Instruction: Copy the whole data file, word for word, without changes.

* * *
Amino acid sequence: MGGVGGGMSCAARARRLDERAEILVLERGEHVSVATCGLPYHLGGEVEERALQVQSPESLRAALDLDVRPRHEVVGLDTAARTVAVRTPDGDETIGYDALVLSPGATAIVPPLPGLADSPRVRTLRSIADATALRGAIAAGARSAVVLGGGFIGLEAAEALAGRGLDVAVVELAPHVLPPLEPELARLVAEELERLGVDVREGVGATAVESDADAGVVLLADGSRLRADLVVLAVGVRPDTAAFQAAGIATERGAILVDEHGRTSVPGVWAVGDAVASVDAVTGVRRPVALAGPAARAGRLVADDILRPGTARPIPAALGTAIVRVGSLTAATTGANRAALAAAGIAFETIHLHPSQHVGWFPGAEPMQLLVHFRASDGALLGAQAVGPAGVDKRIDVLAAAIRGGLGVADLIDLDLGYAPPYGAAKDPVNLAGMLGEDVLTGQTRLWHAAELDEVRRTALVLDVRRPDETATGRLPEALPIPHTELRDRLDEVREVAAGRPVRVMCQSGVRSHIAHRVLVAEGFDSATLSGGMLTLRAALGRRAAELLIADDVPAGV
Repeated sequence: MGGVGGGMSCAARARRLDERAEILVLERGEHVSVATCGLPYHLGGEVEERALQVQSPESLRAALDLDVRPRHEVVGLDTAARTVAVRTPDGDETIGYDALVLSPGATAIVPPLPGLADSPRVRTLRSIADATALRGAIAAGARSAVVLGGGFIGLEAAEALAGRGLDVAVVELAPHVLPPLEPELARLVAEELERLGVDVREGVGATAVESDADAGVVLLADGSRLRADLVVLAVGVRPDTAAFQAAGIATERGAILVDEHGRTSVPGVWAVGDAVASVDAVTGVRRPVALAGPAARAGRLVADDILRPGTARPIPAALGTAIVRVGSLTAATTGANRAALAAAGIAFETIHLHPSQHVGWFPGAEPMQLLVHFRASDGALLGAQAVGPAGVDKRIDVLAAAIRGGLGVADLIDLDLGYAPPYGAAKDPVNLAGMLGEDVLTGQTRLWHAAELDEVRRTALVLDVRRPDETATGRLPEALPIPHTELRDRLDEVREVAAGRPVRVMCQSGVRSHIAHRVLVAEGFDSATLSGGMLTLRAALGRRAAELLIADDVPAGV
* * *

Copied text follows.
Amino acid sequence: MGGVGGGMSCAARARRLDERAEILVLERGEHVSVATCGLPYHLGGEVEERALQVQSPESLRAALDLDVRPRHEVVGLDTAARTVAVRTPDGDETIGYDALVLSPGATAIVPPLPGLADSPRVRTLRSIADATALRGAIAAGARSAVVLGGGFIGLEAAEALAGRGLDVAVVELAPHVLPPLEPELARLVAEELERLGVDVREGVGATAVESDADAGVVLLADGSRLRADLVVLAVGVRPDTAAFQAAGIATERGAILVDEHGRTSVPGVWAVGDAVASVDAVTGVRRPVALAGPAARAGRLVADDILRPGTARPIPAALGTAIVRVGSLTAATTGANRAALAAAGIAFETIHLHPSQHVGWFPGAEPMQLLVHFRASDGALLGAQAVGPAGVDKRIDVLAAAIRGGLGVADLIDLDLGYAPPYGAAKDPVNLAGMLGEDVLTGQTRLWHAAELDEVRRTALVLDVRRPDETATGRLPEALPIPHTELRDRLDEVREVAAGRPVRVMCQSGVRSHIAHRVLVAEGFDSATLSGGMLTLRAALGRRAAELLIADDVPAGV
Repeated sequence: MGGVGGGMSCAARARRLDERAEILVLERGEHVSVATCGLPYHLGGEVEERALQVQSPESLRAALDLDVRPRHEVVGLDTAARTVAVRTPDGDETIGYDALVLSPGATAIVPPLPGLADSPRVRTLRSIADATALRGAIAAGARSAVVLGGGFIGLEAAEALAGRGLDVAVVELAPHVLPPLEPELARLVAEELERLGVDVREGVGATAVESDADAGVVLLADGSRLRADLVVLAVGVRPDTAAFQAAGIATERGAILVDEHGRTSVPGVWAVGDAVASVDAVTGVRRPVALAGPAARAGRLVADDILRPGTARPIPAALGTAIVRVGSLTAATTGANRAALAAAGIAFETIHLHPSQHVGWFPGAEPMQLLVHFRASDGALLGAQAVGPAGVDKRIDVLAAAIRGGLGVADLIDLDLGYAPPYGAAKDPVNLAGMLGEDVLTGQTRLWHAAELDEVRRTALVLDVRRPDETATGRLPEALPIPHTELRDRLDEVREVAAGRPVRVMCQSGVRSHIAHRVLVAEGFDSATLSGGMLTLRAALGRRAAELLIADDVPAGV